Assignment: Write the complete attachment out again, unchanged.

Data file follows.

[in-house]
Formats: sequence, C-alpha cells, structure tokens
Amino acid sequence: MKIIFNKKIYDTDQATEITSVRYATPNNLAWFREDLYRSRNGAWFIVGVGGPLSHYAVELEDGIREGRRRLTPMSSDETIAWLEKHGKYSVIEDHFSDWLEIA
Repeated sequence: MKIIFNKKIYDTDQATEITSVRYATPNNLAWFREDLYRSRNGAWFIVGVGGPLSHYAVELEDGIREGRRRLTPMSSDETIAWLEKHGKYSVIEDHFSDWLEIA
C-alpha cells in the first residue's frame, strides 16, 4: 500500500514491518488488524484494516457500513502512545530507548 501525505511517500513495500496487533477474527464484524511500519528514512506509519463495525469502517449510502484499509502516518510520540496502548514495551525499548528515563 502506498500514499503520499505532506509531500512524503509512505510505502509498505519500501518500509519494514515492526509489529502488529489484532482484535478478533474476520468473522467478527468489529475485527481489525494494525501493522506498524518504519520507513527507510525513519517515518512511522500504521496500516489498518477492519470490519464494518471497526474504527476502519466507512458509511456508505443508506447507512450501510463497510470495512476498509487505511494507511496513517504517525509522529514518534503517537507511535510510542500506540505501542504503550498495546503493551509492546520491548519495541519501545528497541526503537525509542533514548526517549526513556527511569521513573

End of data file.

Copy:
[in-house]
Formats: sequence, C-alpha cells, structure tokens
Amino acid sequence: MKIIFNKKIYDTDQATEITSVRYATPNNLAWFREDLYRSRNGAWFIVGVGGPLSHYAVELEDGIREGRRRLTPMSSDETIAWLEKHGKYSVIEDHFSDWLEIA
Repeated sequence: MKIIFNKKIYDTDQATEITSVRYATPNNLAWFREDLYRSRNGAWFIVGVGGPLSHYAVELEDGIREGRRRLTPMSSDETIAWLEKHGKYSVIEDHFSDWLEIA
C-alpha cells in the first residue's frame, strides 16, 4: 500500500514491518488488524484494516457500513502512545530507548 501525505511517500513495500496487533477474527464484524511500519528514512506509519463495525469502517449510502484499509502516518510520540496502548514495551525499548528515563 502506498500514499503520499505532506509531500512524503509512505510505502509498505519500501518500509519494514515492526509489529502488529489484532482484535478478533474476520468473522467478527468489529475485527481489525494494525501493522506498524518504519520507513527507510525513519517515518512511522500504521496500516489498518477492519470490519464494518471497526474504527476502519466507512458509511456508505443508506447507512450501510463497510470495512476498509487505511494507511496513517504517525509522529514518534503517537507511535510510542500506540505501542504503550498495546503493551509492546520491548519495541519501545528497541526503537525509542533514548526517549526513556527511569521513573